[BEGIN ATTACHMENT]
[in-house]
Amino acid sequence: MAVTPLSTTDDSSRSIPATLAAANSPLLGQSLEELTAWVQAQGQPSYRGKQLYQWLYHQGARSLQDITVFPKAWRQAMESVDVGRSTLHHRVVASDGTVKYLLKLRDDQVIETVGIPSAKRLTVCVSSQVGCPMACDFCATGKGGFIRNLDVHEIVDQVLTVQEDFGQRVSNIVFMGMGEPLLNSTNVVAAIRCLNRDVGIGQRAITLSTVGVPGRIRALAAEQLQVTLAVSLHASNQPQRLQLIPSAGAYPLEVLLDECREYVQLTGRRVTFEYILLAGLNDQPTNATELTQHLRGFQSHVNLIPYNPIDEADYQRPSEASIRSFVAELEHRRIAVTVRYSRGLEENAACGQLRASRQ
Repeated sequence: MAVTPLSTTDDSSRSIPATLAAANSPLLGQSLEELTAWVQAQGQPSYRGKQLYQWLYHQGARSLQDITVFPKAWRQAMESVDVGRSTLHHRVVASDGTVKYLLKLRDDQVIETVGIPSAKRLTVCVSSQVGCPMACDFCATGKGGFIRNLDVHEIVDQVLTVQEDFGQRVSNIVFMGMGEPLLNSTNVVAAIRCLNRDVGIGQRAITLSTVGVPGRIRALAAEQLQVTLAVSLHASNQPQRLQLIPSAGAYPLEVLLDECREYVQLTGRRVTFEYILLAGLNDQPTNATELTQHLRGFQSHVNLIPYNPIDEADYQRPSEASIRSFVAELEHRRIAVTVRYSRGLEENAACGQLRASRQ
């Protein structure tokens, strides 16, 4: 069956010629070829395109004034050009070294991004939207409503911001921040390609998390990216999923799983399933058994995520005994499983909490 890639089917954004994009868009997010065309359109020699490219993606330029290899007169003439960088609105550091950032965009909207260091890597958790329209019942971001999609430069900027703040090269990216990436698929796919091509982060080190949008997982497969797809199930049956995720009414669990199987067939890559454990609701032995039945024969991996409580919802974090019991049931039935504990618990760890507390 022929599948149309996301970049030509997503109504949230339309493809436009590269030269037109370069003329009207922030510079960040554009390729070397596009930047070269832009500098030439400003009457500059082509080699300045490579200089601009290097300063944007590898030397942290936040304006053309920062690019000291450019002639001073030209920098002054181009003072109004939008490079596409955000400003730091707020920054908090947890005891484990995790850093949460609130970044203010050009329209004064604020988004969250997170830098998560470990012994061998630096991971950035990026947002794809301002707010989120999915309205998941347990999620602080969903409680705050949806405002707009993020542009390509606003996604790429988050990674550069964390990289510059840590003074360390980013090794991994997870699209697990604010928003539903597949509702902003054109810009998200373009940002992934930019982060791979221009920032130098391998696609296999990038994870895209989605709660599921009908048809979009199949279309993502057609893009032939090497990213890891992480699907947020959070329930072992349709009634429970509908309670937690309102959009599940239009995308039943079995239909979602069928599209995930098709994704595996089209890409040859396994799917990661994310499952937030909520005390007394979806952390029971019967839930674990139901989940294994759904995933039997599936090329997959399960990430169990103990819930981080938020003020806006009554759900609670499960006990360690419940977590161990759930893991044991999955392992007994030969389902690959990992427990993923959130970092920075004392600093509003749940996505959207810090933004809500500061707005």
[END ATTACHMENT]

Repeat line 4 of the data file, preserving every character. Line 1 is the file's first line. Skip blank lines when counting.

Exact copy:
């Protein structure tokens, strides 16, 4: 069956010629070829395109004034050009070294991004939207409503911001921040390609998390990216999923799983399933058994995520005994499983909490 890639089917954004994009868009997010065309359109020699490219993606330029290899007169003439960088609105550091950032965009909207260091890597958790329209019942971001999609430069900027703040090269990216990436698929796919091509982060080190949008997982497969797809199930049956995720009414669990199987067939890559454990609701032995039945024969991996409580919802974090019991049931039935504990618990760890507390 022929599948149309996301970049030509997503109504949230339309493809436009590269030269037109370069003329009207922030510079960040554009390729070397596009930047070269832009500098030439400003009457500059082509080699300045490579200089601009290097300063944007590898030397942290936040304006053309920062690019000291450019002639001073030209920098002054181009003072109004939008490079596409955000400003730091707020920054908090947890005891484990995790850093949460609130970044203010050009329209004064604020988004969250997170830098998560470990012994061998630096991971950035990026947002794809301002707010989120999915309205998941347990999620602080969903409680705050949806405002707009993020542009390509606003996604790429988050990674550069964390990289510059840590003074360390980013090794991994997870699209697990604010928003539903597949509702902003054109810009998200373009940002992934930019982060791979221009920032130098391998696609296999990038994870895209989605709660599921009908048809979009199949279309993502057609893009032939090497990213890891992480699907947020959070329930072992349709009634429970509908309670937690309102959009599940239009995308039943079995239909979602069928599209995930098709994704595996089209890409040859396994799917990661994310499952937030909520005390007394979806952390029971019967839930674990139901989940294994759904995933039997599936090329997959399960990430169990103990819930981080938020003020806006009554759900609670499960006990360690419940977590161990759930893991044991999955392992007994030969389902690959990992427990993923959130970092920075004392600093509003749940996505959207810090933004809500500061707005």